Emerging Markets (Vanguard VWO)

Emerging markets stocks are an ownership share in foreign companies, in developing economies like Brazil, Russia, India and China. Emerging markets stocks offer additional diversification because these investments respond differently than developed economies. The historical returns of emerging markets stocks are higher than US stocks, with higher risk. Emerging markets add the possibility of higher returns to a portfolio and additional diversification.

Dividend Stocks (Vanguard VIG)

Dividend growth stocks are US stocks that have a history of increasing their dividend payouts over time. They tend to be large-cap well-run companies in less cyclical industries and thus less volatile. As of this writing, many companies in this asset class have higher dividend yields than their corporate bond yields and the yields on US government bonds. In the current low interest rate environment, dividend growth stocks emerge as an asset class that offers an income stream and capital growth potential.

Real estate (Vanguard VNQ) (for international real estate, check Vanguard VNQI)

Real estate represents investments in real estate companies that provide exposure to commercial properties, apartment complexes and retail space. real estate offers both recurring cash that is distributed to shareholders and an investment in the long-term value of the properties. Real estate also acts as a hedge against inflation.

Treasury Inflation-Protected Securities (TIPS)
(Schwab SCHP)
Treasury inflation-protected securities (TIPS) are inflation-indexed bonds issued by the US federal government. Unlike nominal bonds, TIPS’ principal and coupons are adjusted periodically based on the consumer price index (CPI). Although TIPS currently have historical low yields, their inflation-indexed feature and low volatility makes them the only asset class that can provide income generation and inflation protection to risk averse investors.19%0%0%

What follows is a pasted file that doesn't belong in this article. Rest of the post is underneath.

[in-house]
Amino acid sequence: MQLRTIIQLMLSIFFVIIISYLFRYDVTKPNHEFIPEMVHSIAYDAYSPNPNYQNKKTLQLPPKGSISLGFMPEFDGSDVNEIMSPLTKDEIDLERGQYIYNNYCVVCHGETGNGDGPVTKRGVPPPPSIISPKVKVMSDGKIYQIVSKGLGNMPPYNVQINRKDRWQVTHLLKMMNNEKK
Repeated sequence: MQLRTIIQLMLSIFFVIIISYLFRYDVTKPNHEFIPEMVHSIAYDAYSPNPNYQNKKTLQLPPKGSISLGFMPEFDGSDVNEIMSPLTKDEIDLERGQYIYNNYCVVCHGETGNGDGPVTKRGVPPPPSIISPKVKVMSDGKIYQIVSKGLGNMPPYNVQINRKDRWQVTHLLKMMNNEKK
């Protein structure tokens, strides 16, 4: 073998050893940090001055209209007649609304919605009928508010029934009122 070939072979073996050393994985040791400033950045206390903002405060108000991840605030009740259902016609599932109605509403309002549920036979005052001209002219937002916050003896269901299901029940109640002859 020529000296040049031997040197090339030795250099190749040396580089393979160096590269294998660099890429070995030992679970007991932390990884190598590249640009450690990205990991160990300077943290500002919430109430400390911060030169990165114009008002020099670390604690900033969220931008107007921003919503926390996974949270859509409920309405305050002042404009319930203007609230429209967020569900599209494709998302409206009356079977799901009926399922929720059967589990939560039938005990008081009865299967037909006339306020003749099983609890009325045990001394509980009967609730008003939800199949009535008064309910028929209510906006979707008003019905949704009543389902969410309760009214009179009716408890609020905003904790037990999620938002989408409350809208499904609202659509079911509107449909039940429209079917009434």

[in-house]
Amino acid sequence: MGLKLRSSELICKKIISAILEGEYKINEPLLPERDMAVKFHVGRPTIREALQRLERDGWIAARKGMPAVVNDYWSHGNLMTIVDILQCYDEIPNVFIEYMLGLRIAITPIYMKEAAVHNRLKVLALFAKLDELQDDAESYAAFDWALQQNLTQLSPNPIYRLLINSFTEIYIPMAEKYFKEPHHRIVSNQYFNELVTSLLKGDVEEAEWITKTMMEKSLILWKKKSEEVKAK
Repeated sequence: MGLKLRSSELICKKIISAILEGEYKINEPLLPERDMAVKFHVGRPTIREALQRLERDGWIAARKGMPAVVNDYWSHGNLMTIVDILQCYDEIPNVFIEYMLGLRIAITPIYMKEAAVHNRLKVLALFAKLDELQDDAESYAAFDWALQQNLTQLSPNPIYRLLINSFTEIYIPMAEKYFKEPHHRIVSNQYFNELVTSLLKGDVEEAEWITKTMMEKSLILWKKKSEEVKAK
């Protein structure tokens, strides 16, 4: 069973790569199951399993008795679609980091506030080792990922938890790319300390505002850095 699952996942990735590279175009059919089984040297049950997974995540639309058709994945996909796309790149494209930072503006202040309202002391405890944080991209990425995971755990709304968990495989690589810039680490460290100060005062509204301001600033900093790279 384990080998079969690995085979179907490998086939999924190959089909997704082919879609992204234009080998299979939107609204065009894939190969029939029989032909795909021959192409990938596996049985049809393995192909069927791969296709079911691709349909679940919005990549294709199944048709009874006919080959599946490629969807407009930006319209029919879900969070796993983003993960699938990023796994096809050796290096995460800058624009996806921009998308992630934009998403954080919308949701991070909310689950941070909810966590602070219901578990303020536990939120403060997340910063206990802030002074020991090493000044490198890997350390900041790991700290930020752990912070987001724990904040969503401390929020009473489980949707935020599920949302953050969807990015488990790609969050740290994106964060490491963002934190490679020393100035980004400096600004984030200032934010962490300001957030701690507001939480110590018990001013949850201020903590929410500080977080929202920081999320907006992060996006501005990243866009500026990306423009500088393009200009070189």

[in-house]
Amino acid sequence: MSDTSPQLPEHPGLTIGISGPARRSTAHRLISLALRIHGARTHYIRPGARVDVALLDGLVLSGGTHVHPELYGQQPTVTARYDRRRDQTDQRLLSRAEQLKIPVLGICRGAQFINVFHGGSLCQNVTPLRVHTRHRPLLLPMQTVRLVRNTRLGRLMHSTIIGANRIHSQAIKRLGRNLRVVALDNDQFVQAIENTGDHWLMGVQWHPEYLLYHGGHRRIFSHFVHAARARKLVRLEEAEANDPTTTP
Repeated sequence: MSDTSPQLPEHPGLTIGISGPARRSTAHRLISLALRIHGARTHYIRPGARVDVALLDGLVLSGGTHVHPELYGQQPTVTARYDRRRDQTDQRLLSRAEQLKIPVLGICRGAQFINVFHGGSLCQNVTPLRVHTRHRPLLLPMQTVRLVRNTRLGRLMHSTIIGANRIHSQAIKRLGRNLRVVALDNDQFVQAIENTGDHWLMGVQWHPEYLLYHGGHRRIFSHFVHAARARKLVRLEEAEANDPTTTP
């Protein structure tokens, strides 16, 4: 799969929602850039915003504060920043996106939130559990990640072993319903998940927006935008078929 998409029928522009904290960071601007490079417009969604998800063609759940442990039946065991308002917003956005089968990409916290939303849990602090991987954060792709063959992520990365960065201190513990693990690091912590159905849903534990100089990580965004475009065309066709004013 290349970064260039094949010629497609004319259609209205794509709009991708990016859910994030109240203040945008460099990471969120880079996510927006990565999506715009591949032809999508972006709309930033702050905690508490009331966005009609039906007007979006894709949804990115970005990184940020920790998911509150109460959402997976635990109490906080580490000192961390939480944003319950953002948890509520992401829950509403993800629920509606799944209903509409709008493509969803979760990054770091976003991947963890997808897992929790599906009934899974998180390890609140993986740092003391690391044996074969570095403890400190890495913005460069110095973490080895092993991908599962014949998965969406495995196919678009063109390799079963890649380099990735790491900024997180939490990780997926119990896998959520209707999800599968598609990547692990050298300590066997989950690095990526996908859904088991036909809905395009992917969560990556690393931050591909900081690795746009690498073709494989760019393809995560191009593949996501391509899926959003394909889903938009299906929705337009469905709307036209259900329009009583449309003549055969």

Corporate Bonds (iShares LQD)

Corporate bonds are debt issued by US corporations with investment-grade credit ratings to fund business activities. They offer higher yields than US Government Bonds due to higher credit risk, illiquidity and callability. In contrast to the US government, most companies have gone through a de-leveraging process and strengthened their balance sheets.

Emerging Market Bonds (iShares EMB)

Emerging market bonds are debt issued by governments and quasi-government organizations from emerging market countries. They offer higher yields than developed market bonds. Historically, emerging market bonds had serial defaults in the 1980’s, 1990’s and even 2000’s. However, the world has changed, where investors today worry about potential defaults from developed market bonds rather than emerging market bonds. Emerging market countries, with younger demographics, stronger economic growth, healthier balance sheets and lower debt-to-GDP ratios, have less risk than most investors realize with respect to borrowing money.


The ETFs used here have been chosen due to their high liquidity and low expense ratios. The selection is not a recommendation. tradimo is not a regulated financial advisor and you should understand the risks you are entering by purchasing them by carefully reading the information materials on the respective ETF's website.

How to buy ETFs

You can trade an ETF via any bank and some brokers. At tradimo, we are collaborating with CapTrader where a typical ETF purchase costs $2.00. This is much cheaper than at most banks and brokers.